Some psychologists and philosophers understand the mind to be interchangeable with the brain. Mind is meant to be the non-physical agent with intention and freewill. The interchangeability of mind and brain implies the activation and integration of several parts of the brain as the foundation of consciousness, awareness, and arousal, with each part of the brain responsible for specific activities; for example, the cerebral cortex and the frontal lobes stimulate awareness and brain-stem activation produces arousal. On the other hand, there are some experts who would postulate that mind is not the same as brain and thus cannot be explained through such reductionism.
Langerian mindfulness is a doctrine and method that was developed by psychologist Dr. Ellen Langer forty years ago and continues today. Langer’s method goes beyond the reductionist approaches equating mind and brain. The medical model, in Langerain doctrine, is replaced by an integrative paradigm where the bio, psycho, social, spiritual components of wellbeing and health are expanded in line with the independent status of mind.
Langerian experiments performed over the past forty years have corroborated the authenticity of mind as an exquisitely demonstrative agent that can unfold itself through the power of choices. To Langer, mind has the capacity for creativity and novelty that can operate differently in a passive, automatic, and routinized way, where the options and choices are missing in the meanders of mindlessness.
To Langer, mindfulness is not just about cognition; it is a shift of being that occurs when one experiences a recondite change in one’s ontology. The experience is characterized by proactive intentionality to look into the unfamiliar while immersed in the familiar. The mind here goes beyond the predefined boundaries of thinking and scrutinizes the possibility of otherwise in the well-known endorsement of the status quo. This opens up sundry extensions of possibilities with a break from the manacles of premature cognitive commitments.
For the question of “is” and “ought,” Langer proposes that a large number of unquestionably accepted series of “ought” are embroiled within the mindlessly prompted single perspective that has been espoused and reinforced on the strength of socially constructed realities. The tyranny of social constructions has been so overwhelmingly powerful to dictate and impose a specific language for mind operation. The mind operating on this level of influence has been socially, culturally, and politically shaped through the maximizing power of mindsets with pre-determined agendas of mindlessness. In other words, the relationship between repetition, exposure, habituation, and familiarity has frequently prescribed and proscribed certain modes of cogitation with implications for behaviors, feelings, and thoughts.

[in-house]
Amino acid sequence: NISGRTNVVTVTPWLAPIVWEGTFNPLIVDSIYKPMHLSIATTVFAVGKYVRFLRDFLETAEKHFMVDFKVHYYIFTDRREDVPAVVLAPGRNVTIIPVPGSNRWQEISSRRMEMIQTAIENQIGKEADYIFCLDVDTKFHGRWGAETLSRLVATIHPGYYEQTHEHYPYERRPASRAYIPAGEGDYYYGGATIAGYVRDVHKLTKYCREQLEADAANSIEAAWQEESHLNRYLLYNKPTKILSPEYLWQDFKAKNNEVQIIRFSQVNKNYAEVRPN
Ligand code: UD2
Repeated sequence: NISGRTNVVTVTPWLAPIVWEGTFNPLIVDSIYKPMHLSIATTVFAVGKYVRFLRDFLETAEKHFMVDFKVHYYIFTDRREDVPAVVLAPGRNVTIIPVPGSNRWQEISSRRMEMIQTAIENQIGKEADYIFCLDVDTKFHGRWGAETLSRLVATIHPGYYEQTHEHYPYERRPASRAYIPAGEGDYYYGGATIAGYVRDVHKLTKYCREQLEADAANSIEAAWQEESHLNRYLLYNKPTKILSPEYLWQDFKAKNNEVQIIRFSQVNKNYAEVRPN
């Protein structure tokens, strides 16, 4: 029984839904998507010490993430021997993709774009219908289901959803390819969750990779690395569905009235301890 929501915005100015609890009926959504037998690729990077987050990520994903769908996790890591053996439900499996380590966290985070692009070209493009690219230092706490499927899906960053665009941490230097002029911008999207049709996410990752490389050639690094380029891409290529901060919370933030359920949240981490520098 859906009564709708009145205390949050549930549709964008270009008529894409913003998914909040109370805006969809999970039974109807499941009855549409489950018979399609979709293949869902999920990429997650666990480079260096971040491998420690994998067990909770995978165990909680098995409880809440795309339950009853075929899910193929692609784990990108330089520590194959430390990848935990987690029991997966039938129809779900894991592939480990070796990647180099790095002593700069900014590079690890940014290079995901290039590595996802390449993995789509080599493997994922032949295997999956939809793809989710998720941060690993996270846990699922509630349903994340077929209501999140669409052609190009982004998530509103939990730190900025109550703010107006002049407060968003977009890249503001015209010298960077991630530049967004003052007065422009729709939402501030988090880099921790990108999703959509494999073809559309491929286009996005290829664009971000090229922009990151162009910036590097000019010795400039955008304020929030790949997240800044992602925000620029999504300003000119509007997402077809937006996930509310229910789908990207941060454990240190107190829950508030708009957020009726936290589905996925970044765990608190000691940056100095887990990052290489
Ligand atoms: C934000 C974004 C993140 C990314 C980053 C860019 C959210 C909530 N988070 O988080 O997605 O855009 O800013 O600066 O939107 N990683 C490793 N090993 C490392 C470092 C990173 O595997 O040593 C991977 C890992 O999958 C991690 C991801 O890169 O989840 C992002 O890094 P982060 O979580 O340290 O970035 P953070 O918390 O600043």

The chain of familiarity and contemplation have perpetuated an entanglement within the top-down processing where the mind is constricted by the strength of experientially created modes of behavior, thoughts, and feelings. Langer argues that this top-down processing deprives mind of innovative leaps and leads into the cul-de-sac of mindlessness. To Langer, a focus on the previously established behavioral, emotional, and cognitive mechanisms of the experience impedes the process of a connection to the experiences of “now.”
Langerian mindfulness encourages a turn from the absolutism of propositions to contingencies of parlance. Mind trapped in the priming of certitude, Langer argues, is inclined to stagnate. Central to Langerian mindfulness lies a rigorous attention towards a contextual perceptiveness of situational awareness. Langer delineates that a mind free of context would voyage in the oscillating waves of cognitive and emotional fallacies.
Langer explicates the potential competencies of a mind brimming with infinitely creative possibilities. Evaluation appears to be a blockage in embracing emancipation both at intellectual and emotional levels. The maximization of the past and its decisive impact in narrating the present moment limits and circumscribes the mind from experiencing the liminal spaces where the novelty of looking into the unknown brings a revolutionizing paradigm for the present moment.
To Langer, mind and presence are essentially necessary for delving into composure, tranquility, and happiness. A mind overwhelmed with multiplicities, acceleration, and massiveness falls into a pathologically established state of absence. The absence-oriented mind is scattered and sporadic with a loss of focus. The presence-oriented mind sits comfortably in the proactive stage of contemplation. A presence-oriented mind, thus, consciously experiences the connectedness from which perspicacity, delicacy, and sagacity of mindful morality arise, assisting the actor in an examination of any given “ought” in the praxis of propositional implications.
From a Langerian perspective, legality may often lead to immorality: Rules are not handed down from heaven, they are decisions made by people and people and decisions are bound by time and spaces. With a mere focus on rules and regulations, people may find themselves constricted in paying attention to the underpinnings of moral contexts. Mindfulness does not negate and nullify laws and legalities, but, instead of prescribing a rule-goverened life, it opens up a a path of exploration for a rule-guided life. By mindlessly following laws people become blind to morality.